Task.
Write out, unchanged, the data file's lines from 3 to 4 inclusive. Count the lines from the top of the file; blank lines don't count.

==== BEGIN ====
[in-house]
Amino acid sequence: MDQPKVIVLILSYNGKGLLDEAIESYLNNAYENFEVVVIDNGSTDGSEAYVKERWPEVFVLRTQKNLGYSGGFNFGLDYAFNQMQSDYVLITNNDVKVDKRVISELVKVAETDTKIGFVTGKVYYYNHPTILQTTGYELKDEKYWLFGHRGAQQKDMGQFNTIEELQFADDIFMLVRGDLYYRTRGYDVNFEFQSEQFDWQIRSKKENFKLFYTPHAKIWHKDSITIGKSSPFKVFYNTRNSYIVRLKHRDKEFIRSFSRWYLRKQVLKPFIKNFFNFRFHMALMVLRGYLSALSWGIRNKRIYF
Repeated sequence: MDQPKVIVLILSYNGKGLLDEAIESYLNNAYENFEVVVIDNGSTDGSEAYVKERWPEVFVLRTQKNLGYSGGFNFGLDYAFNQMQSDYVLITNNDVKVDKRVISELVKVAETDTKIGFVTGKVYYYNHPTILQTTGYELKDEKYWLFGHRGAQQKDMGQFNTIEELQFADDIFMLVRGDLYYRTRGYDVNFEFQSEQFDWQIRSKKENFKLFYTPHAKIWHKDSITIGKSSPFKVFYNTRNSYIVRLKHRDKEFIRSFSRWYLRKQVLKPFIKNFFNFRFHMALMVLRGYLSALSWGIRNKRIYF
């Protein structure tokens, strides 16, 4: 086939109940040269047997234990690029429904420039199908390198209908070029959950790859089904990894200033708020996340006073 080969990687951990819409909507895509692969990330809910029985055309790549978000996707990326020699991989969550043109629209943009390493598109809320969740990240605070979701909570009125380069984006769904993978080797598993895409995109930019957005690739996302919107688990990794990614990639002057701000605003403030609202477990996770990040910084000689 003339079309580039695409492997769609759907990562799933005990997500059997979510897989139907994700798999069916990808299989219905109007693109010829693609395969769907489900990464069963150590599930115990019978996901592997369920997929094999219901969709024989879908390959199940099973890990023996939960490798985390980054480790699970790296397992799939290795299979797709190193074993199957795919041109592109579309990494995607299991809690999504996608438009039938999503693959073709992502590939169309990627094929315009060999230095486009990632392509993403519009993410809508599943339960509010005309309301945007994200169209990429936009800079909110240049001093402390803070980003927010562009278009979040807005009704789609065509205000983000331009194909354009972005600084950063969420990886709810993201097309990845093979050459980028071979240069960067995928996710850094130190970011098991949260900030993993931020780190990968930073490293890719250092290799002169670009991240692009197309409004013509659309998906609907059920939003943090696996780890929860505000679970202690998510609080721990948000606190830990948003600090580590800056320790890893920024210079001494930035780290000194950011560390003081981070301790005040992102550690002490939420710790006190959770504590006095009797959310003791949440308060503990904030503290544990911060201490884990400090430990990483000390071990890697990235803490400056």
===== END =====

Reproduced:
Repeated sequence: MDQPKVIVLILSYNGKGLLDEAIESYLNNAYENFEVVVIDNGSTDGSEAYVKERWPEVFVLRTQKNLGYSGGFNFGLDYAFNQMQSDYVLITNNDVKVDKRVISELVKVAETDTKIGFVTGKVYYYNHPTILQTTGYELKDEKYWLFGHRGAQQKDMGQFNTIEELQFADDIFMLVRGDLYYRTRGYDVNFEFQSEQFDWQIRSKKENFKLFYTPHAKIWHKDSITIGKSSPFKVFYNTRNSYIVRLKHRDKEFIRSFSRWYLRKQVLKPFIKNFFNFRFHMALMVLRGYLSALSWGIRNKRIYF
């Protein structure tokens, strides 16, 4: 086939109940040269047997234990690029429904420039199908390198209908070029959950790859089904990894200033708020996340006073 080969990687951990819409909507895509692969990330809910029985055309790549978000996707990326020699991989969550043109629209943009390493598109809320969740990240605070979701909570009125380069984006769904993978080797598993895409995109930019957005690739996302919107688990990794990614990639002057701000605003403030609202477990996770990040910084000689 003339079309580039695409492997769609759907990562799933005990997500059997979510897989139907994700798999069916990808299989219905109007693109010829693609395969769907489900990464069963150590599930115990019978996901592997369920997929094999219901969709024989879908390959199940099973890990023996939960490798985390980054480790699970790296397992799939290795299979797709190193074993199957795919041109592109579309990494995607299991809690999504996608438009039938999503693959073709992502590939169309990627094929315009060999230095486009990632392509993403519009993410809508599943339960509010005309309301945007994200169209990429936009800079909110240049001093402390803070980003927010562009278009979040807005009704789609065509205000983000331009194909354009972005600084950063969420990886709810993201097309990845093979050459980028071979240069960067995928996710850094130190970011098991949260900030993993931020780190990968930073490293890719250092290799002169670009991240692009197309409004013509659309998906609907059920939003943090696996780890929860505000679970202690998510609080721990948000606190830990948003600090580590800056320790890893920024210079001494930035780290000194950011560390003081981070301790005040992102550690002490939420710790006190959770504590006095009797959310003791949440308060503990904030503290544990911060201490884990400090430990990483000390071990890697990235803490400056």